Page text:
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I'm sorry if this is a simple question, but this page on Wolfram Research states that it follows from Stirling's formula that:

$$ \frac{\Gamma(x+\beta)}{\Gamma(x)} \approx x^\beta $$

for large $x$, but I'm just not seeing a simple derivation. Could you help me see how this follows (other resources I've seen state that the more general formulation provided on that link, that

$$\frac{\Gamma(x+\beta)}{\Gamma(x+\alpha)} \approx x^{\beta-\alpha}$$

follows from some algebra using Stirling's formula, but again, I can't come up with it.

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I don't know if you've seen this paper, but in "The asymptotic expansion of a ratio of Gamma functions", they get a similar expansion than the one you're looking for, albeit without using Stirling's formula. You can find the paper at projecteuclid.org/DPubS/Repository/1.0/… –  M Turgeon Mar 8 '12 at 18:24
The more general formulation follows almost trivially from the first, since $\frac{\Gamma(x+\beta)}{\Gamma(x+\alpha)} = \frac{\Gamma(x+\beta)}{\Gamma(x)}\cdot\frac{\Gamma(x)}{\Gamma(x+\alpha)}$ –  Steven Stadnicki Mar 8 '12 at 20:52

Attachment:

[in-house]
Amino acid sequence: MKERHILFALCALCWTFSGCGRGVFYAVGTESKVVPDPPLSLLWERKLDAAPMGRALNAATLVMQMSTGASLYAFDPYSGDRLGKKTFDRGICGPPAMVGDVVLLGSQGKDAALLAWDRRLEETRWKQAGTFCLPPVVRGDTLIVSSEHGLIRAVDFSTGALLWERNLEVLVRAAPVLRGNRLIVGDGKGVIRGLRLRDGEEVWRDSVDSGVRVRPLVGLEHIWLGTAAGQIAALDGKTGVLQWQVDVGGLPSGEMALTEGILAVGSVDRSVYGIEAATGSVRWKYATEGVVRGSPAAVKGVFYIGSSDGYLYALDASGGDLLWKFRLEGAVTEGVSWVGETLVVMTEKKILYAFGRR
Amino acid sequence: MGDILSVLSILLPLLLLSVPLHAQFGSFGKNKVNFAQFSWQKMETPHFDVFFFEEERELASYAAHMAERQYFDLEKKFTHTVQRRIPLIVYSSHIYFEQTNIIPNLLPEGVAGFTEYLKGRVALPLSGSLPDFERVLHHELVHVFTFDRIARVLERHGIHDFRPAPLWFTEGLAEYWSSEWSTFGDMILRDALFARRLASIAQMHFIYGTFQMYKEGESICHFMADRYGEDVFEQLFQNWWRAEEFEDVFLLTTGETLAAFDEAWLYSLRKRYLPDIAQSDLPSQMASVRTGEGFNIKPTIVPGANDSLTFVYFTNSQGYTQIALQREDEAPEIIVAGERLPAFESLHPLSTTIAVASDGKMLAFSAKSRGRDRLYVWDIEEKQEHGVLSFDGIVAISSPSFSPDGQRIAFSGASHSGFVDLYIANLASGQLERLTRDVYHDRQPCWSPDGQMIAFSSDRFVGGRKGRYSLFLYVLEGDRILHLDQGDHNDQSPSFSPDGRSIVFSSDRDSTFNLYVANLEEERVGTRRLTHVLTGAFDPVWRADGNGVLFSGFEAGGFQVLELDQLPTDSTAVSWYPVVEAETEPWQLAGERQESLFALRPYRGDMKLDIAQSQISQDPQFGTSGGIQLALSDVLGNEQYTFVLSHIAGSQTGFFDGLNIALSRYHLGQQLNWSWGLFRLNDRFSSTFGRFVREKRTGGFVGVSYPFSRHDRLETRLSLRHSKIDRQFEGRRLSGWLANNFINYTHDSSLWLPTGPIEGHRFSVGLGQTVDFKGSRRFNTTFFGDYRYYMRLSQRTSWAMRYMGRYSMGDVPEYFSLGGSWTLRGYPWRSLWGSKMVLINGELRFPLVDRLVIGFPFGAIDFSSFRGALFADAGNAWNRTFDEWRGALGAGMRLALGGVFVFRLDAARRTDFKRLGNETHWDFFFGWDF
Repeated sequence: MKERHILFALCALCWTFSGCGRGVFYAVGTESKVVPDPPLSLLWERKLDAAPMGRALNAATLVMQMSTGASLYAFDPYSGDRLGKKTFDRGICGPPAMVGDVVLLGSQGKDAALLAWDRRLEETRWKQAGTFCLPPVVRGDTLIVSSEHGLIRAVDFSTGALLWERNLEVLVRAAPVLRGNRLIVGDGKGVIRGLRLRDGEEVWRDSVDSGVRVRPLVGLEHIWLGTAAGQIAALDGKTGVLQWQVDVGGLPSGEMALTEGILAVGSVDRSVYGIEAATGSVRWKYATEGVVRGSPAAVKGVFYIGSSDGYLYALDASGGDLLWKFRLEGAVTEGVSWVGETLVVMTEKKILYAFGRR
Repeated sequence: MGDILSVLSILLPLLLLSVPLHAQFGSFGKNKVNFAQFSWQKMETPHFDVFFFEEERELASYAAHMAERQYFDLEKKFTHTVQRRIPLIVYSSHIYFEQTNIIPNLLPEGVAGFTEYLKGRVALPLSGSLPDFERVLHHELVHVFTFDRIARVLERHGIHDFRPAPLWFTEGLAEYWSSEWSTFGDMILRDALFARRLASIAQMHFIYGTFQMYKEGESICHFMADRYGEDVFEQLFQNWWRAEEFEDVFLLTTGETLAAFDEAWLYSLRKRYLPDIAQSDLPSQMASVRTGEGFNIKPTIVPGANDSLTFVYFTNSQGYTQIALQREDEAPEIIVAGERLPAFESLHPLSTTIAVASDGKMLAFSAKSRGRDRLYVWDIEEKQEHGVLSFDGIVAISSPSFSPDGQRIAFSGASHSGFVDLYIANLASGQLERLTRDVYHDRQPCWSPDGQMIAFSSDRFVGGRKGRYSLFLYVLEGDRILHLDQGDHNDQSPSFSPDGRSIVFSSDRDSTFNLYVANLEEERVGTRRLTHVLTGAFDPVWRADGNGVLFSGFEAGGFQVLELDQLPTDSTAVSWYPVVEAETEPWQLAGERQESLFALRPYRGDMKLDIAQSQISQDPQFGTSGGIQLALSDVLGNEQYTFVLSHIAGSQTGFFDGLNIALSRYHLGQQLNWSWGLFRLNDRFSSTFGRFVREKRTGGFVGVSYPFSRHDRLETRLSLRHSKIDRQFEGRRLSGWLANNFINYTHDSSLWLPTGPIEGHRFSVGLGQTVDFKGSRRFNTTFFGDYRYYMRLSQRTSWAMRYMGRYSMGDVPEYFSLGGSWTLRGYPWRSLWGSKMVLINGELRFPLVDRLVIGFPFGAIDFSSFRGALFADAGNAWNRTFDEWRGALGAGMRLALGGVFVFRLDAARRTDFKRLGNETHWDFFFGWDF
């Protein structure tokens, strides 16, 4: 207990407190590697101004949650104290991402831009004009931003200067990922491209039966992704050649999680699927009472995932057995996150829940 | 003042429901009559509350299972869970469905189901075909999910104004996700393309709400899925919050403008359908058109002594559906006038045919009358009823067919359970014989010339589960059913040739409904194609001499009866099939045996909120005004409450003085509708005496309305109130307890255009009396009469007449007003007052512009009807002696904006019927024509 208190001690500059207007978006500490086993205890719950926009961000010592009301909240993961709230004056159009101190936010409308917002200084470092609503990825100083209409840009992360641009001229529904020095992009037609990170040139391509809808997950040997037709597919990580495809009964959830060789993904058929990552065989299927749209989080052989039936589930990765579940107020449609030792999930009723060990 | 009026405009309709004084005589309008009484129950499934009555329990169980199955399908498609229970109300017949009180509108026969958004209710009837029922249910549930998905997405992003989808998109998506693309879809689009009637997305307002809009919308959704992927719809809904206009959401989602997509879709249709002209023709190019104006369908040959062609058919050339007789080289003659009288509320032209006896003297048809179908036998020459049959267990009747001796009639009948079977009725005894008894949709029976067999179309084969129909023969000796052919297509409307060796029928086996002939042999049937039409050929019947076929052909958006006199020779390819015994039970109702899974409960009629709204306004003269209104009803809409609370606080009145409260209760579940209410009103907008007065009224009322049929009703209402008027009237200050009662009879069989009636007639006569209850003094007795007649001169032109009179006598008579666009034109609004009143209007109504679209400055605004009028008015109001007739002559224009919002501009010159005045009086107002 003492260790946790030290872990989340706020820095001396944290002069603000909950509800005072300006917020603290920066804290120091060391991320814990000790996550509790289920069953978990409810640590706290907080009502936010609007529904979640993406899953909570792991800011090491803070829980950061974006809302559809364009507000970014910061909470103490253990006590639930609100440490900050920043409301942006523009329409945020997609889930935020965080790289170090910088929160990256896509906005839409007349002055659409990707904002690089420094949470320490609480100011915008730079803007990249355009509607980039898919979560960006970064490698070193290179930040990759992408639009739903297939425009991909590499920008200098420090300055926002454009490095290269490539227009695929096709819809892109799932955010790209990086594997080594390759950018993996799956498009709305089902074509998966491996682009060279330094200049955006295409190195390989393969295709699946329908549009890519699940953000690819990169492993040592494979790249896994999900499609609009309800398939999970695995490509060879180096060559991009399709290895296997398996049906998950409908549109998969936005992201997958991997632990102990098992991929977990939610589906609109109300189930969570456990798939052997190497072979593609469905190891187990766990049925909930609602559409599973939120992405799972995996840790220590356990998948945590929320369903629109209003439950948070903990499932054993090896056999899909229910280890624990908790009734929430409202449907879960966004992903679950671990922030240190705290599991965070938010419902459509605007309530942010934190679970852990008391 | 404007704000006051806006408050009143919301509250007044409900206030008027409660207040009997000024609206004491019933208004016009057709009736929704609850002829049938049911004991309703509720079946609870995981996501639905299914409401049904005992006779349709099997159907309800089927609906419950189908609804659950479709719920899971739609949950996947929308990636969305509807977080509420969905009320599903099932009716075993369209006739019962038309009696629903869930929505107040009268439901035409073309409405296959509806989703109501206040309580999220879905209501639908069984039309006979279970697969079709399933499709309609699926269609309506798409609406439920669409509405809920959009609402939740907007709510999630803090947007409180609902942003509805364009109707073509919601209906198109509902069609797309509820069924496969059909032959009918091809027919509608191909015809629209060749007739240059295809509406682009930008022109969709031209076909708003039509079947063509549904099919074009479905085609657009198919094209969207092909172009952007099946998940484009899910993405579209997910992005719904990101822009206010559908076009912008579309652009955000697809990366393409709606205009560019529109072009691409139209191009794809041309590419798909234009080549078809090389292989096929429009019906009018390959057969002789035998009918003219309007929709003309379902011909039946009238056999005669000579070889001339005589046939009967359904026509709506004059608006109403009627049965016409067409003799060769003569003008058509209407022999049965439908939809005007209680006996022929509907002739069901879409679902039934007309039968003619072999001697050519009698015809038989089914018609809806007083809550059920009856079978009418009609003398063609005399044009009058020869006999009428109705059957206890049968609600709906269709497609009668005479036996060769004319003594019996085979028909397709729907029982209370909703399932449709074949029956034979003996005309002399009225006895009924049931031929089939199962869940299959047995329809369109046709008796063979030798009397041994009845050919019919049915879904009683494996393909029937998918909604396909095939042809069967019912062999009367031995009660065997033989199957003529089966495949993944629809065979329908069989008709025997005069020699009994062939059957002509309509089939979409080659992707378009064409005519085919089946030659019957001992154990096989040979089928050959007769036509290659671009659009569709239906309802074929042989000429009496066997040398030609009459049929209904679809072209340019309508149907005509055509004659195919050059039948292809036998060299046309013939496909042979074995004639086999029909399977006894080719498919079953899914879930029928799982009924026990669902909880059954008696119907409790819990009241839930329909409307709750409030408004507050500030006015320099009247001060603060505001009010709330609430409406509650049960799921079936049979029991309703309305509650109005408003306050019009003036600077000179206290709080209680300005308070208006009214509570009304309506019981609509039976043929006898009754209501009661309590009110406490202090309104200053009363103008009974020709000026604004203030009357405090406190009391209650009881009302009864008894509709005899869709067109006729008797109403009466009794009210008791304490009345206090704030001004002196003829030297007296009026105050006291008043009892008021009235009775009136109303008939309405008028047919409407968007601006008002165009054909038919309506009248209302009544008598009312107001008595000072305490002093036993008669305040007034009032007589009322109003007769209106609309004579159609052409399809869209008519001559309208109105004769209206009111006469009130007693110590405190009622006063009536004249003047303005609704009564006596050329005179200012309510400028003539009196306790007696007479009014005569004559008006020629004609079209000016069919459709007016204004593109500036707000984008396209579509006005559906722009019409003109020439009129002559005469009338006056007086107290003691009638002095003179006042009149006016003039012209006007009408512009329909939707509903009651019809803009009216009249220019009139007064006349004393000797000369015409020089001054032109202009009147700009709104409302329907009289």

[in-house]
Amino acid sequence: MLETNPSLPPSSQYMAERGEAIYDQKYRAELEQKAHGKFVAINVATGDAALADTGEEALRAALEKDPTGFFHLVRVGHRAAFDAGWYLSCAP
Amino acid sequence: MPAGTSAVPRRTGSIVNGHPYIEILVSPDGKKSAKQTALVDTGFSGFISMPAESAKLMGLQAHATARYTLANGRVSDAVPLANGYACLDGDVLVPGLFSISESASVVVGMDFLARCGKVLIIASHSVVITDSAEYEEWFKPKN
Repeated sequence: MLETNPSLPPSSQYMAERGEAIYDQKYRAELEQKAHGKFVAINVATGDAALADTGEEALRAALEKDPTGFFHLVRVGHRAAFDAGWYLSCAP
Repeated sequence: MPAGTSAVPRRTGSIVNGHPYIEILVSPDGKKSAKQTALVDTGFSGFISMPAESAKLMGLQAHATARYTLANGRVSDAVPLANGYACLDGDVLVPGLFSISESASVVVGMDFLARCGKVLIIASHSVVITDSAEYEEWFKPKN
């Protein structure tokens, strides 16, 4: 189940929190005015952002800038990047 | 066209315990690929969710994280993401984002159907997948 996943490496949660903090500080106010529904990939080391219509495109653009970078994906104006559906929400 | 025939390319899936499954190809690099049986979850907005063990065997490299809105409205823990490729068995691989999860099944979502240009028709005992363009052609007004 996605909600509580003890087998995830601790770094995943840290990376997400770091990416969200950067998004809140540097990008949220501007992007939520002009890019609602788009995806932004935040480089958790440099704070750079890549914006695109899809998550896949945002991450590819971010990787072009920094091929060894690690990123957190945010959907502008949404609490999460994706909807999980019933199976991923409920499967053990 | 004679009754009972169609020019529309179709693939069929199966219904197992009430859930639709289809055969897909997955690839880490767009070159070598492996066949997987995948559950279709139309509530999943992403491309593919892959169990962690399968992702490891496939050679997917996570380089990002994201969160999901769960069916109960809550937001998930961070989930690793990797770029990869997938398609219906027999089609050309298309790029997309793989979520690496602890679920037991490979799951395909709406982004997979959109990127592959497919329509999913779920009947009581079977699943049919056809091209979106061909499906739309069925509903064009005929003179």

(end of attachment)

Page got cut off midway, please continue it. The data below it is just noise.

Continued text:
1 Answer 1

up vote 8 down vote accepted

We will write $\gamma=\beta-\alpha$ and plug in Stirling's:

$$\frac{\Gamma(x+1+\beta)}{\Gamma(x+1+\alpha)} \approx \frac{\sqrt{2\pi(x+\beta)} \left(\frac{x+\beta}{e}\right)^{ x+\beta} }{\sqrt{2\pi (x+\alpha)}\left(\frac{x+\alpha}{e}\right)^{x+\alpha}} $$

$$ =\left(1+\frac{\gamma}{x+\alpha}\right)^{ x+\alpha+1/2} (1+\beta/x)^{\gamma}\left(\frac{x}{e}\right)^{\gamma} \approx e^\gamma (x/e)^\gamma = x^\gamma. $$

Above we regrouped terms and used $e^u\approx (1+u/n)^n$ and $1+u/n\approx 1$ for large $n$.

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Another route is induction on Gautschi's inequality. –  anon Mar 8 '12 at 20:46

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